How much vitamin D do you need?
Medical experts still doing research to find the answer
(HealthDay News) Vitamin D, an essential building block for strong bones, is garnering a reputation for its wide-raging health benefits in youth and adulthood.
In addition to preventing rickets in children and bone softening in adults, studies show that it protects against numerous ailments, from diabetes and depression to heart disease and cancer.
"It's like I've said so many times, the colloquial term is a 'no-brainer,' because there are so many potential benefits and the risks are very, very, very, very small," said Joan M. Lappe, professor of nursing and medicine at Creighton University in Omaha, Neb.
The primary way people get vitamin D is by being exposed to the sun, because the body makes this nutrient when the skin is exposed to sunlight. It's also found in certain foods, like egg yolks, saltwater fish, liver and fortified milk, and it's available in supplement form.
Interest in vitamin D has spiked in the wake of a slew of studies underscoring its many benefits.
In 2007, Lappe and colleagues reported in the American Journal of Clinical Nutrition that postmenopausal women who boosted their vitamin D intake dramatically reduced their risk of cancer.
About the same time, the Canadian Cancer Society recommended that adults living in that country consider taking supplements in the fall and winter. Adults at higher risk of insufficient vitamin D levels should taking vitamin D supplements all year round, it said.
While the American Cancer Society acknowledges a growing body of evidence that vitamin D "may have helpful effects on some types of cancer, including cancers of the colon, prostate, and breast," it maintains that more research is needed to determine the appropriate intake and blood levels for reducing cancer risk.
Indeed, most of the evidence to date on vitamin D's benefits has come from observational studies, in which the investigator observes the outcomes of a population but has no control over whether or not patients receive a particular treatment. Randomized controlled trials, in which patients are randomly assigned to receive a treatment or a "control intervention," are still needed, scientists agree.
In 2008, researchers Wake Forest University presented research at the annual meetings of the American Geriatrics Society and Gerontological Society of America demonstrating an association between lower levels of vitamin D and worse performance on a battery of short physical performance tests and slower walk speeds.
Those who started out with a deficiency and later became vitamin D sufficient "had significant and clinically relevant improvements in the short physical performance battery," said Denise K. Houston, an instructor in internal medicine-gerontology at Wake Forest University Baptist School of Medicine.
More recently, a review in the Journal of the American College of Cardiology linked vitamin D deficiency with increased risk for heart attack and stroke.
Another study found an association between vitamin D insufficiency and greater body mass and shorter stature during puberty.
The Institute of Medicine (IOM) says people need 200 to 600 international units (IU) of vitamin D daily. However, the American Academy of Pediatrics recommends 400 IUs daily for children and teens -- double what IOM suggests for that age group. And many clinicians believe the recommended levels for adults are far too low.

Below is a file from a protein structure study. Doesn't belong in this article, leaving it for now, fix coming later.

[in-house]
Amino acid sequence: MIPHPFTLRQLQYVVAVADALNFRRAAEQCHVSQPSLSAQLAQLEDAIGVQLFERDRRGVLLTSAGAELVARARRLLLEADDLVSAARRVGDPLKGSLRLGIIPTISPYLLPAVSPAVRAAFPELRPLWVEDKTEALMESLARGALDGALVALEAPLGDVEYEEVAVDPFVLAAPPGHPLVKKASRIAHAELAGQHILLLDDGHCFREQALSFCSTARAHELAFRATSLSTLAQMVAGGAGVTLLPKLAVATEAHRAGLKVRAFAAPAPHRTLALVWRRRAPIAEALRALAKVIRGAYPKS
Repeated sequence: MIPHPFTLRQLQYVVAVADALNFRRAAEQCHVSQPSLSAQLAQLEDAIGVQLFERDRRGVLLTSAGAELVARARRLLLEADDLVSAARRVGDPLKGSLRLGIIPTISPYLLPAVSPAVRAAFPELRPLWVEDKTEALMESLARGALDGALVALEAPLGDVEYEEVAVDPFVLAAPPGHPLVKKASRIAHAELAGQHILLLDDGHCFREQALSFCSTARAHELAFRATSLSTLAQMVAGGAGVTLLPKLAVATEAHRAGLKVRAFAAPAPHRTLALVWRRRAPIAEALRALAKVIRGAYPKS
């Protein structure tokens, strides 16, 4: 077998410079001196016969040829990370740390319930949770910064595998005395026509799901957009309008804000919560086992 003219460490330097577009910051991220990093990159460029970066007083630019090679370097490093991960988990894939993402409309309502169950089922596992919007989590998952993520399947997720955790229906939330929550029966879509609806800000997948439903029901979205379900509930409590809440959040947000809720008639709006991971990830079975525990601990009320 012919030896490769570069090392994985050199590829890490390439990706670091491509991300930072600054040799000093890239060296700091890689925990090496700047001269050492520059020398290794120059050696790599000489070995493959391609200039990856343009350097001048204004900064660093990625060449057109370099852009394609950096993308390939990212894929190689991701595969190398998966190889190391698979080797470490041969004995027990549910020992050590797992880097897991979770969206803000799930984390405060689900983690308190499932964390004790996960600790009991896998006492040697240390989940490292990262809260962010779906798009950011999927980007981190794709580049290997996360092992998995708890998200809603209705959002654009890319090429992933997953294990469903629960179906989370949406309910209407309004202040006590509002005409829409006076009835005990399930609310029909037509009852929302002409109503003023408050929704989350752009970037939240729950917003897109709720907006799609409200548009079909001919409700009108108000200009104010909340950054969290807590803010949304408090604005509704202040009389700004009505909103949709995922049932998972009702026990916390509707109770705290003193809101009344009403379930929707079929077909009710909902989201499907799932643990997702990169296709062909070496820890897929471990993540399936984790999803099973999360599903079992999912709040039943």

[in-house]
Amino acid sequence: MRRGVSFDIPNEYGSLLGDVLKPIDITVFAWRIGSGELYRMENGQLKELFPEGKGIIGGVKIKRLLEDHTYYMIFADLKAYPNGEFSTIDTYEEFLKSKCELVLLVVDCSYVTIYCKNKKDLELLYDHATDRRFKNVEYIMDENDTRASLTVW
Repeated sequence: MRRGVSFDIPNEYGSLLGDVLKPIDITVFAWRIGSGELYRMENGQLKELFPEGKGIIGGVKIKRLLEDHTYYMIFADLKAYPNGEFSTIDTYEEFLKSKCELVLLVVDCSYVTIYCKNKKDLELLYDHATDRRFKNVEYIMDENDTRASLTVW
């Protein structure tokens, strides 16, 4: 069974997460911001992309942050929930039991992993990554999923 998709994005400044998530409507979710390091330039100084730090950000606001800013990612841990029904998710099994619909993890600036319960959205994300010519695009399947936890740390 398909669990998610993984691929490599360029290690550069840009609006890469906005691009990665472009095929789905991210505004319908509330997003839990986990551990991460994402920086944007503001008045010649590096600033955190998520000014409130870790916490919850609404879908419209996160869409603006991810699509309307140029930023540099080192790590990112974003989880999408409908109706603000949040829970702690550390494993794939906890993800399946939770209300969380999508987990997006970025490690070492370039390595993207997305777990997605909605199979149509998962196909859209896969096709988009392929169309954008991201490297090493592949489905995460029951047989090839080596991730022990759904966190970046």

A study using federal data found that 41 percent of men and 53 percent of women in the U.S. have lower-than-recommended blood levels of vitamin D.
According to the National Institute of Arthritis and Musculoskeletal and Skin Diseases, just 15 minutes in the sun a few times a week without sunscreen is enough for most to make and store a sufficient amount of vitamin D.
But those who live in northern latitudes may not get adequate sunlight exposure to meet their daily requirement, Lappe noted.
People who are older, homebound, have dark skin or have limited sun exposure also are at higher risk of vitamin D deficiency, according to the Office of Dietary Supplements.
So how much D do adults really need? Some experts recommend roughly 1,000 IUs a day. Lappe takes 2,000 IUs and is thinking about boosting her intake now that winter is here. Studies suggest vitamin D may ward off bacterial and viral infections, she noted, and "that's worth taking a pill every day."
On the Web
For the facts on vitamin D, visit the U.S. government's Office of Dietary Supplements.
Joan Lappe, Ph.D., R.N., professor of medicine and nursing, Criss/Beirne Endowed Chair, School of Nursing, Creighton University, Omaha, Neb.; Denise K. Houston, PhD, RD, instructor, Department of Internal Medicine, Section on Gerontology and Geriatric Medicine, Wake Forest University School of Medicine, Winston-Salem, N.C.; June 2007, American Journal of Clinical Nutrition ; Dec. 9, 2008, Journal of the American College of Cardiology; July 19, 2007, New England Journal of Medicine ; Canadian Cancer Society, June 8, 2007, news release; Nov. 2008, Pediatrics ; Albert Einstein College of Medicine, Aug. 18, 2008, news release; McGill University, Dec. 10, 2008, news release; American Cancer Society, Atlanta; Office of Dietary Supplements, National Institutes of Health; Bethesda, Md.
Publication date: March 2009
Karen Pallarito H ealthDay Reporter
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